We are at our best when our instincts are in line with our higher-level thinking. Here is one suggestion of how to help our children integrate their upstairs and downstairs brains:

Use It or Lose It: Our brains are like muscles, so if we do not exercise them, they will not work to their fullest potential. While often as parents we have an urge to make decisions for our children so that we can guide them in the right direction, it is also important to allow your child to make his own decisions. For instance, if your child has a baseball game and a friend’s birthday party on the same day, it would help to involve him in the decision-making process. Not only will he be less likely to be upset about missing the event if he was part of the process, but you will also be teaching him about executive function and how to weigh different options to come to a conclusion.

The above examples are just a taste of what parenting the whole-brain child is about. Like most things dealing with the health and happiness of our children, it’s worth a try!

About the Author: An acclaimed educator and education consultant, Mrs. Rifka Schonfeld has served the Jewish community for close to thirty years. She founded and directs the widely acclaimed educational program, SOS, servicing all grade levels in secular as well as Hebrew studies. A kriah and reading specialist, she has given dynamic workshops and has set up reading labs in many schools. In addition, she offers evaluations G.E.D. preparation,, social skills training and shidduch coaching, focusing on building self-esteem and self-awareness. She can be reached at 718-382-5437 or at rifkaschonfeld@verizon.net. Visit her on the web at rifkaschonfeldsos.com.


If you don't see your comment after publishing it, refresh the page.

Our comments section is intended for meaningful responses and debates in a civilized manner. We ask that you respect the fact that we are a religious Jewish website and avoid inappropriate language at all cost.

If you promote any foreign religions, gods or messiahs, lies about Israel, anti-Semitism, or advocate violence (except against terrorists), your permission to comment may be revoked.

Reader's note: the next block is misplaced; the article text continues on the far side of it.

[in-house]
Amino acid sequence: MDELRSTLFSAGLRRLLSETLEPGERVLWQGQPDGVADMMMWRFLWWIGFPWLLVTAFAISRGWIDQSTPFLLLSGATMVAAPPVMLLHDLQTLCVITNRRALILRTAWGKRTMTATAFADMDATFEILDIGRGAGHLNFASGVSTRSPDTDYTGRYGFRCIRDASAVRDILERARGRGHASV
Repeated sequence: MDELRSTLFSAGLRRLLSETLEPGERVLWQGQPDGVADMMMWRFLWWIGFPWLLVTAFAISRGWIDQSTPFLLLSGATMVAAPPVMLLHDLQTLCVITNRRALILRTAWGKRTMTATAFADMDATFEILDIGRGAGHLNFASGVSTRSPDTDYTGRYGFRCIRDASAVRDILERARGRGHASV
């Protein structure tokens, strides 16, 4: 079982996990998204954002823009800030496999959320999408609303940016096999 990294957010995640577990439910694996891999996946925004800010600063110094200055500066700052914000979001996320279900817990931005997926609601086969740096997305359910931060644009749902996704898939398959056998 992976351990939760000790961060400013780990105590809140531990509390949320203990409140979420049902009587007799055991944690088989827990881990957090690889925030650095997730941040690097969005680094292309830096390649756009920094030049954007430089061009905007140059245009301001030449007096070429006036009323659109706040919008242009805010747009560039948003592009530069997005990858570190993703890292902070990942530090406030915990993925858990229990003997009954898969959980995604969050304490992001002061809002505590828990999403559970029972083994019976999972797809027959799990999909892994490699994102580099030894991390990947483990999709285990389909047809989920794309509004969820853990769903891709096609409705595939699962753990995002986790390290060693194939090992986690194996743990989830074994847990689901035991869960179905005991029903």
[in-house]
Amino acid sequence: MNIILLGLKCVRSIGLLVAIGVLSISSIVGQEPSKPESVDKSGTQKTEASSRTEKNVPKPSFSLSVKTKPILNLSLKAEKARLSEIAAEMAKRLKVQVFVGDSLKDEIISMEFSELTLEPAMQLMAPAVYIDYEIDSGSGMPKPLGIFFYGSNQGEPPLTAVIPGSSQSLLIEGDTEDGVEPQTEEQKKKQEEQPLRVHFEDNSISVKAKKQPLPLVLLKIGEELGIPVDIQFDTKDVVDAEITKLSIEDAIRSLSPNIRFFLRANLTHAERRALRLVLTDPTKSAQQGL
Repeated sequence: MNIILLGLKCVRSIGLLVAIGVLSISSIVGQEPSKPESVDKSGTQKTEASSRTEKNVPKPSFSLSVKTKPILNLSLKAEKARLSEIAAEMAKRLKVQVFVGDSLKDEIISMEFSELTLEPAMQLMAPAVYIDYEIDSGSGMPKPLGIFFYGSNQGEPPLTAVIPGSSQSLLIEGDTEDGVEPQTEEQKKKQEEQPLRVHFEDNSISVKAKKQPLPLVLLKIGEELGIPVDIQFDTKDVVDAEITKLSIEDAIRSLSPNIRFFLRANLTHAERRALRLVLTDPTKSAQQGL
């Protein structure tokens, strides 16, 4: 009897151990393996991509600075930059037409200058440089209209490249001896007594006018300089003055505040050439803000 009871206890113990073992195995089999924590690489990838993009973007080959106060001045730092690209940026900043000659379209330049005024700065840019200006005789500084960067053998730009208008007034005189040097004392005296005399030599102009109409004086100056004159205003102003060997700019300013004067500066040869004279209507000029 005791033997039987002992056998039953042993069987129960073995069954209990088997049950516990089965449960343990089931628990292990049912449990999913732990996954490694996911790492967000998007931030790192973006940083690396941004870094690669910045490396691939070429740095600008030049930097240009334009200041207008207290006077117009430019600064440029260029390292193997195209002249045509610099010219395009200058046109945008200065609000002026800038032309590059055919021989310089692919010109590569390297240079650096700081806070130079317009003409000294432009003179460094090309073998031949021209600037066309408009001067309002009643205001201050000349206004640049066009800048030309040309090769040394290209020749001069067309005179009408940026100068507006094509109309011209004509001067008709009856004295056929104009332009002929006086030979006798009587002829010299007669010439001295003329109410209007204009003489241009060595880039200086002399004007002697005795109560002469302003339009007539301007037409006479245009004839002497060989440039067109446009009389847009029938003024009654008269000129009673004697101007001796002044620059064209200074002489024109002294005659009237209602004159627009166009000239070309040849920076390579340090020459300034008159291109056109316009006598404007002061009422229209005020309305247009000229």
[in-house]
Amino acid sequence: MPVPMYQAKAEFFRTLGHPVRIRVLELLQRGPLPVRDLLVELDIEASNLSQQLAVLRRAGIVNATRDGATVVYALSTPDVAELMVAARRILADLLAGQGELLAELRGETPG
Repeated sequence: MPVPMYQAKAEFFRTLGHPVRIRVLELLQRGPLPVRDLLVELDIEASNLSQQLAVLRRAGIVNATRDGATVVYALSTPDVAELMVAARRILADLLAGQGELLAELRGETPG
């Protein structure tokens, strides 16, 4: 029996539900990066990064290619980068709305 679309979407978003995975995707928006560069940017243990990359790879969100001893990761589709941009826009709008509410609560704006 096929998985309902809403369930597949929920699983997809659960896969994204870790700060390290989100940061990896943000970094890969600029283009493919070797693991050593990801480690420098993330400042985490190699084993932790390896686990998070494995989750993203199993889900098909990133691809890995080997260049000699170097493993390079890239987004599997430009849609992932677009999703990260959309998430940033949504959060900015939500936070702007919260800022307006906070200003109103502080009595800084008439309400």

No Responses to “The Whole-Brain Child: An Effective Approach To Parenting”

Comments are closed.

Current Top Story
Some 1,500 teens from around the world at the Chabad CTeen convention hear a personal greeting from UN Secretary-General Ban Ki-moon on March 1, 2015.
Ban Ki-moon Greets 1,500 Jewish Teens at Chabad CTeen Convention
Latest Sections Stories
Golan Wine Medals

‘Double Gold’ awarded to 2012 Yarden Heights wine & 2011 Yarden Merlot Kela Single Vineyard.

Niehaus-022715

One should not give the money before Purim morning or after sunset.

Mendlowitz-022715-Basket

The mishloach manos of times gone by were sometimes simple and sometimes elaborate, but the main focus was on the preparation of the delicious food they contained.

Astaire-022715-Countryside

One of the earliest special Purims we have on record was celebrated by the Jews of Granada and Shmuel HaNagid, the eleventh-century rav, poet, soldier and statesman, and one of the most influential Jews in Muslim Spain.

Jews, wake up! Stop educating the world and start educating yourselves.

The lessons conform to the sensitivities and needs of the Orthodox community…

The program took on special significance as it marked not only the first anniversary of Rebbetzin Kudan’s levayah but also the 27th yahrzeit of Rebbetzin Chaya Mushka Schneerson, a”h.

It captures the love of the Jewish soul as only Shlomo Hamelech could portray it – and as only Rabbi Miller could explain it.

Erudite and academic, drawing from ancient and modern sources, the book can be discussed at the Shabbos table as well as in kollel.

I’m here to sit next to you and help you through this Purim with three almost-too-easy mishloach manot ideas, all made with cost-conscious paper bags.

Kids want to be like their friends, and they want to give and get “normal” mishloach manos stocked with store-bought treats.

Whenever he did anything loving for me, I made a big deal about it.

“OMG, it’s so cute, you’re so cute, everything is so cute.”

A program that started with a handful of volunteers has grown exponentially to include students from a wider array of backgrounds.

More Articles from Rifka Schonfeld
Schonfeld-logo1

Tutor. Counselor. The doctor too,
Sometimes it’s hard to keep up with you.

Schonfeld-logo1

Pioneering authors Peg Dawson and Richard Guare, in their book Executive Skills in Children and Adolescents, outline the ways that we employ executive skills regularly.

Because I get phone calls about this all the time, I have put together a quick “cheat sheet” with milestones for reading, writing, and math from first grade through high school.

The reason behind this is that when we ask our brains and bodies to make drastic changes, our fight or flight response kicks in and we become paralyzed.

Why is there such a steep learning curve for teachers? And what can we, as educators and community activists, do better in the educational system and keep first-year teachers in the job?

With so many new cases of ADHD reported each year, it is important to help children learn how to sit still.

While encouraging your child to take responsibility for bed-wetting (like asking him to change the sheets), remember that it is important not to get angry or make him feel guilty.

As we said, you cannot get rid of a bad habit, you can only change it. But, how?

Printed from: http://www.jewishpress.com/sections/family/parenting-our-children/the-whole-brain-child-an-effective-approach-to-parenting-2/2012/10/25/

Scan this QR code to visit this page online: